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September 25, 2017 | by  | in Film |
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IT — Andy Muschietti

This year has been somewhat drier for horror films, with my last genuine thrill coming back in May with Get Out. Thankfully, IT scratched the itch. An adaption of Stephen King’s famous novel, all most people will want to hear is that IT lives up to every expectation. If you’ve seen the trailer you’ll know what the opening scene is, but seeing it in its entirety in the theatre is an unforgettable experience that sets the precedent for what follows. You’ll know what I’m talking about, trust me.

I was caught off guard (probably because I’m used to sub-par horror movies) by how much of a character driven film it is, with each and every one of the Losers’ Club given fair amounts of screen time both individually, and as a collective. The chemistry between the young characters, which is thankfully very R-rated, is suitably realistic. While their comradery is a force to be reckoned with, there is a force that seeks to divide them, and then sequentially devour them. I refer of course to Bill Skarsgård’s Pennywise the Dancing Clown. Now, I am not afraid of clowns, but I am afraid of this clown. He drools, his eyes misalign, and every practical and digital effect merges seamlessly with Skarsgård’s unhinged performance. What’s funny about the performance is that he is actually playing a clown to the literal point of being funny. He’s basically entertaining himself, and what’s entertaining for Pennywise is certifiably terrifying for the audience. With his character, and basically every element in the rest of the film, the filmmakers don’t hold back, and create some truly demented and jaw-dropping sequences, while working constantly with the beautiful traditions of horror.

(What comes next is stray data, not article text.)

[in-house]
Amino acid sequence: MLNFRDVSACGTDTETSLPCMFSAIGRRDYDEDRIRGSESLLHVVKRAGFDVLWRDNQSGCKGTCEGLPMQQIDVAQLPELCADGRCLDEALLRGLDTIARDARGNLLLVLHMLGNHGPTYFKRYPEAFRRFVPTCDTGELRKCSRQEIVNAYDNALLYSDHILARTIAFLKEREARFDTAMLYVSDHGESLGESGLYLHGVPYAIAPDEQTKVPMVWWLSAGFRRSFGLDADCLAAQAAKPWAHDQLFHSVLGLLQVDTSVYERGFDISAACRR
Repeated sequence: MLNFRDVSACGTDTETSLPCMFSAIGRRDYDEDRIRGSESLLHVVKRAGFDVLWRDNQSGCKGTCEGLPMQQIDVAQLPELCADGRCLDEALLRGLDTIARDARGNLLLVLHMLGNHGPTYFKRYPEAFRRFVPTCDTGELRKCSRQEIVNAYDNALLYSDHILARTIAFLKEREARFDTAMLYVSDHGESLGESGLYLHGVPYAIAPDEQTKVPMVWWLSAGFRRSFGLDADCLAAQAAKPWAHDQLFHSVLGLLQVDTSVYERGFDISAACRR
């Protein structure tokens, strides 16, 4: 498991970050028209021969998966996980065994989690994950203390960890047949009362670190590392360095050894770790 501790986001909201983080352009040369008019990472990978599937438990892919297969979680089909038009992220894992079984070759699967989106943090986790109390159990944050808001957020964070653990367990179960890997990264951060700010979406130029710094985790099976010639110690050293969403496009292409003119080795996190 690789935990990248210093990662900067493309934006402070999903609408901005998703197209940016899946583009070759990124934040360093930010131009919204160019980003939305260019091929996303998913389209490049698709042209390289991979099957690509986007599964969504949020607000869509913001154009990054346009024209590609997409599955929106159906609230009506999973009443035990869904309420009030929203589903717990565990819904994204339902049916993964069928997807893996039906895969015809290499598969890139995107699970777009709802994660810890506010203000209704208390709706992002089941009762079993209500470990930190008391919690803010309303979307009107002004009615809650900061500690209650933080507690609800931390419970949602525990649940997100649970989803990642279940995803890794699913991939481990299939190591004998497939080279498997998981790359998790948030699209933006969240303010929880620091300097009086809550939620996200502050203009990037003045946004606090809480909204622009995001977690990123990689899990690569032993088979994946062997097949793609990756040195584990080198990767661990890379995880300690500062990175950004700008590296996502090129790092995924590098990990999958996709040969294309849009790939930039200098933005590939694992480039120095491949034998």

It’s almost sad that this film is R16 (though I fully endorse its content) because this is a coming of age story that a younger version of me would have taken real joy from. The film treats its audience respectfully, and the kids act like you’d expect them to. Members of the Losers’ Club repeatedly whine that it’s summer, and that they’ve got better and safer things to do than hunt a murderous clown, but on they go on with comradery, curiosity, and even duty. It may not be The Shining or Stand By Me, but I’m very glad to add IT to the category of King’s adaptations* that live up to the source material’s legacy.


* There have been 65 films based on his written works, of which I can recommend seven: Carrie (1976), The Shining (1980), Stand By Me (1986), Misery (1990), The Shawshank Redemption (1994), The Green Mile (1999), and 1408 (2007).

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